(Bloomberg) -- Asian stocks slumped Thursday, with the regional benchmark entering a technical correction, as mounting worries over inflation and a resurgence in Covid-19 cases soured investor sentiment.The MSCI Asia Pacific Index slumped 1.8%, taking its loss from a Feb. 17 peak to more than 10% and wiping out its gain for the year. Asian equities tracked losses in American shares after data on Wednesday showed U.S. consumer prices climbed in April by the most since 2009.“We need to kind of price in a more normal interest-rate environment, more normal inflation environment,” said Ken Peng, head of Asia investment strategy at Citigroup Inc.’s private-banking arm. “The shake up could last a while longer. But I’m still not too worried because growth will come back to be the most important element once interest rates normalize.”The selloff in Asia is part of this week’s rout in global equities as an explosive rally in commodity prices threatens to push up inflation. The region is also battling a fresh surge in coronavirus infections in several countries including India, Japan and parts of Southeast Asia, with slow vaccine rollouts and delays in reopening borders compounding concerns for equity investors.Tech stocks, which have been at the forefront of the recent slump, were the biggest drag on the Asian gauge Thursday. While the sector globally is having to contend with higher U.S. bond yields and stretched valuations, sentiment in Asia has also been hurt by regulatory tightening in China.Global LaggardSeasonality also seems to be playing a role. May has historically been the worst month for the MSCI Asia Pacific Index, with the benchmark averaging a 2% decline over the past 10 years, according to data compiled by Bloomberg. It is already down 4.1% so far this month.As a result, regional stocks are sharply underperforming their peers in the U.S. and Europe in 2021 after leading global equity gains last year. While the Asian benchmark is now down 1% year-to-date, the S&P 500 Index and the Stoxx 600 Index are both up more than 9%.“I suppose there’s the worry now we’ve hit something of a short-term peak for equity valuations in Asia,” said Kyle Rodda, an analyst at IG Markets Ltd. in Melbourne.There are a few headwinds sapping the appeal for Asian equities, he said. “Fed tightening is obviously a pressing concern right now -- being, technically speaking, quite EM sensitive, tighter financial conditions globally are a worry. Also, there’s the creeping concern that China’s economy is plateauing, meaning growth in the region is practically discounted.”Chinese shares snapped a two-day winning run on Thursday while stocks in Japan declined for a third day. Markets in Singapore, India, Indonesia, Malaysia and the Philippines were shut for a holiday.In Taiwan, the benchmark stock index extended losses after slumping the most since March last year on Wednesday partly due to concern over tightening of virus-linked restrictions.READ: Taiwan’s Stock Crash Deepens as Traders Unwind Leveraged BetsRecent fund flows suggest interest from global investors in Asian stocks is also lagging that in other regions. Since the beginning of the second quarter, more than $36 billion has flowed into North American and European equity funds compared with just $2 billion into Asian ones, according to a May 7 report from EPFR.For more articles like this, please visit us at bloomberg.comSubscribe now to stay ahead with the most trusted business news source.©2021 Bloomberg L.P.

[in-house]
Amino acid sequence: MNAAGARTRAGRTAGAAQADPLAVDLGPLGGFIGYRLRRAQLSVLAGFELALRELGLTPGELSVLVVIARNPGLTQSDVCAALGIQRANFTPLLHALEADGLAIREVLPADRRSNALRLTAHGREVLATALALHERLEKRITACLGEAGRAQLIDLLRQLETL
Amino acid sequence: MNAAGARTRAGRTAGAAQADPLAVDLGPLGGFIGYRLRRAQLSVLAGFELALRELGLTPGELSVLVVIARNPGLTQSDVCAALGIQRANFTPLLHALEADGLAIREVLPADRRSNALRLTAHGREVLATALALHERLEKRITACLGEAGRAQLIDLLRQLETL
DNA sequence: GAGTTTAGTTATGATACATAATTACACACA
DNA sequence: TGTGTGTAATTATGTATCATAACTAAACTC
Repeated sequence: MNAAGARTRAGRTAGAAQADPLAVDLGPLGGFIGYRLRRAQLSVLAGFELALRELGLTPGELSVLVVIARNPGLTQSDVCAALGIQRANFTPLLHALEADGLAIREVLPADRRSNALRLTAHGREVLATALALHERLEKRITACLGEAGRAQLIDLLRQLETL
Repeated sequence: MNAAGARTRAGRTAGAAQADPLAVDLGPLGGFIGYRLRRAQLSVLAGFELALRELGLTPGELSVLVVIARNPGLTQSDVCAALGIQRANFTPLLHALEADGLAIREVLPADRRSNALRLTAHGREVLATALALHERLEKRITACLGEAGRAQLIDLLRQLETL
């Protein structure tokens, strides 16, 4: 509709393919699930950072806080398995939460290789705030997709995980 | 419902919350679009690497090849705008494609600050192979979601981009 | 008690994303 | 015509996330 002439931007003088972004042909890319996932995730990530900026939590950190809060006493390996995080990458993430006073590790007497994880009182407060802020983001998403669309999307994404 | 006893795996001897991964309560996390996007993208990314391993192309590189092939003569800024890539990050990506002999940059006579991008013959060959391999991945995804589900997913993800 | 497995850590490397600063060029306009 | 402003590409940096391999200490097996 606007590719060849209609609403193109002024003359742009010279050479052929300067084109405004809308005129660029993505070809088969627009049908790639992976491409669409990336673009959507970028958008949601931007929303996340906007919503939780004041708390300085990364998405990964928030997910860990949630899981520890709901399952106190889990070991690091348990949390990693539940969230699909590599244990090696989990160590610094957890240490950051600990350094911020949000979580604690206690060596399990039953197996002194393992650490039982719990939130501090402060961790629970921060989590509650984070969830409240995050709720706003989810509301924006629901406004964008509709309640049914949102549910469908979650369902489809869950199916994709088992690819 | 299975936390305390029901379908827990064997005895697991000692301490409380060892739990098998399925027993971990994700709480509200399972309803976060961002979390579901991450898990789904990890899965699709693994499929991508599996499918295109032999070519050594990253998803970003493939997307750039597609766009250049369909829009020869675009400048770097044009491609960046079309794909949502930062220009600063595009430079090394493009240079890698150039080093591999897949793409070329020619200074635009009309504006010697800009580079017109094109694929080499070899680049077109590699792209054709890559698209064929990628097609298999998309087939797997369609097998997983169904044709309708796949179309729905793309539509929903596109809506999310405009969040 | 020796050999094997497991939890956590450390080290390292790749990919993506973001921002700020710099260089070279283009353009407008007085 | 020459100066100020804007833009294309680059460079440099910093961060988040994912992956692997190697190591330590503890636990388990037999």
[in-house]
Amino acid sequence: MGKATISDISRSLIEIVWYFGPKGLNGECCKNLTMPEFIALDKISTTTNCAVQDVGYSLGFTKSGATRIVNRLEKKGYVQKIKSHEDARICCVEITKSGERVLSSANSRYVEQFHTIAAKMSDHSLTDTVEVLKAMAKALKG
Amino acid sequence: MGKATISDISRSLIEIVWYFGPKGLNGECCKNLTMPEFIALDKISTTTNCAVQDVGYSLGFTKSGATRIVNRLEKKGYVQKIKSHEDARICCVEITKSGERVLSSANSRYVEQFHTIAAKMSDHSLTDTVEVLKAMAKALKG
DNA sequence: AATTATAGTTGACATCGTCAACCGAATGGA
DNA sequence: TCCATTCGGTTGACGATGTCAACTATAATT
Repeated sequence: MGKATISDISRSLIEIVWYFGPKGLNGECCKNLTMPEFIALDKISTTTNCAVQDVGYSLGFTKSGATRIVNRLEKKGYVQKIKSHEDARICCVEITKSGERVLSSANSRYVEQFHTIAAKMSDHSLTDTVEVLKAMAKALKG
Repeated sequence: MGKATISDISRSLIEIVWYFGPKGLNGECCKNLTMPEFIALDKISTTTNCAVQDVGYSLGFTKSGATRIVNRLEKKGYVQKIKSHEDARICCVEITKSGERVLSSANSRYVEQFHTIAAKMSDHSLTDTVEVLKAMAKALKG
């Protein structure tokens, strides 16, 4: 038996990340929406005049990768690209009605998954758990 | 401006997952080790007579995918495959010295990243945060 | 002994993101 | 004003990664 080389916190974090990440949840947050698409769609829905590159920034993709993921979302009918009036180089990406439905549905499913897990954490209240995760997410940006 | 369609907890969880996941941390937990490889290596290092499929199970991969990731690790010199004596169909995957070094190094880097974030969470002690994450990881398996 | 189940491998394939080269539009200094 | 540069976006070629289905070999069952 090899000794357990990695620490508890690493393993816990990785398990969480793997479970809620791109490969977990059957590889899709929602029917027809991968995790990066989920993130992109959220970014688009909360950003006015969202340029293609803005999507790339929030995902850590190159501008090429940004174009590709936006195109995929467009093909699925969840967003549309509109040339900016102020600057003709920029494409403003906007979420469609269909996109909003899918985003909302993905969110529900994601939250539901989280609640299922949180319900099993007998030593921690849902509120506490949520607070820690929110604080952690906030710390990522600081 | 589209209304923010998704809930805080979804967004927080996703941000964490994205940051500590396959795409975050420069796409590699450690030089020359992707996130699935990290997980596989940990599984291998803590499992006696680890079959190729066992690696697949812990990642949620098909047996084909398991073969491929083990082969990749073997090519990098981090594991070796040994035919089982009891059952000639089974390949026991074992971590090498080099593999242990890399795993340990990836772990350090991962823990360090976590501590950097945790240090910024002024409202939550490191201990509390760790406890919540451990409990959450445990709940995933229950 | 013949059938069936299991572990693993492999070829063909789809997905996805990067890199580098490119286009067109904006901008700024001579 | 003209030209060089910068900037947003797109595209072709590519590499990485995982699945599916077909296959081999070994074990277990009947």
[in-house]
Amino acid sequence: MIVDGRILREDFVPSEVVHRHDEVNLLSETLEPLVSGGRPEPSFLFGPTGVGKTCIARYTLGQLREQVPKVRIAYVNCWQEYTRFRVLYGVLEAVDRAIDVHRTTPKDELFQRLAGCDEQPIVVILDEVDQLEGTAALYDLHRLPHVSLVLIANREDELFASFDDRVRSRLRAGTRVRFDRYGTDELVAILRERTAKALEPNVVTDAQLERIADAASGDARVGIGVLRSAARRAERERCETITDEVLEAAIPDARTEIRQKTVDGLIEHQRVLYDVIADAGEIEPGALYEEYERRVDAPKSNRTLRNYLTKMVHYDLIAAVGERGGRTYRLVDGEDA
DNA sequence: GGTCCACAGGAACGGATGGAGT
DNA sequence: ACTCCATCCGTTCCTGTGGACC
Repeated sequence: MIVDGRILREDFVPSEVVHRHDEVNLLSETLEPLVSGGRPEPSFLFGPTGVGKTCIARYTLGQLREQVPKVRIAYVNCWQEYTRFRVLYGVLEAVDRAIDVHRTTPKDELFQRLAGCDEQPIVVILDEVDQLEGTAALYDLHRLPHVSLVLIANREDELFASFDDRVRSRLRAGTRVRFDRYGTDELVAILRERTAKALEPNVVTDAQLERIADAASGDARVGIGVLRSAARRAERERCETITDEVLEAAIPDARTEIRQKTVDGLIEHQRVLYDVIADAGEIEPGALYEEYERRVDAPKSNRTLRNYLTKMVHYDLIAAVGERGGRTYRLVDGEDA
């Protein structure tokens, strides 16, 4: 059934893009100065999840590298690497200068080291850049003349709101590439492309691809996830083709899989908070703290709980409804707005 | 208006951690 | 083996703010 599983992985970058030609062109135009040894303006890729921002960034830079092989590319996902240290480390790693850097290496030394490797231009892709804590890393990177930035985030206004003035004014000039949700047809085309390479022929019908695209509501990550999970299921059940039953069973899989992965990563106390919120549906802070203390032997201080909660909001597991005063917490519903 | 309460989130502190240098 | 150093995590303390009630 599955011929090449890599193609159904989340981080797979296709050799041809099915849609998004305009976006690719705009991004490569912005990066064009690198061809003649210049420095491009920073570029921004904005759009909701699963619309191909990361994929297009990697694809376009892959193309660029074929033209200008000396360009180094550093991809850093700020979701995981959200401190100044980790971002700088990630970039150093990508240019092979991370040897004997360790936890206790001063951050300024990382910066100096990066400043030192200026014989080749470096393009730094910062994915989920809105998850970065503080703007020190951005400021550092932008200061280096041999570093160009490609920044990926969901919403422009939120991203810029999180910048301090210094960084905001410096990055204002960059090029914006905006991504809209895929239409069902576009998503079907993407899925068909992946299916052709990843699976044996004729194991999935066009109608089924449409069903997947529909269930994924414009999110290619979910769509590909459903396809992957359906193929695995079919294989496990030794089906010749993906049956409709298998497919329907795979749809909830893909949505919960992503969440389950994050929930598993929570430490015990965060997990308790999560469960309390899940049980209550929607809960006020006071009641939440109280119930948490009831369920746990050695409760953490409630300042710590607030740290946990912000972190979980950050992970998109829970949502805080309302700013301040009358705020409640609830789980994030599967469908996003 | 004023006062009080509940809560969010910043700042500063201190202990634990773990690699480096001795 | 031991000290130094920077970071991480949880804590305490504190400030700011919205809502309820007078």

Credit card balances are extremely low, even as spending ticks up as the economy reopens. Everyone from the banks to the Fed has the same question about what it means.
All three major U.S. stock indexes notched solid gains, with the S&P 500 enjoying its biggest percentage gain in over a month. Recent economic data has prompted inflation fears as scarcity of both materials and workers threatens to send prices surging in the face of a demand boom. "If this is a footrace, supply chains are still tying their shoes," said David Carter, chief investment officer at Lenox Wealth Advisors in New York.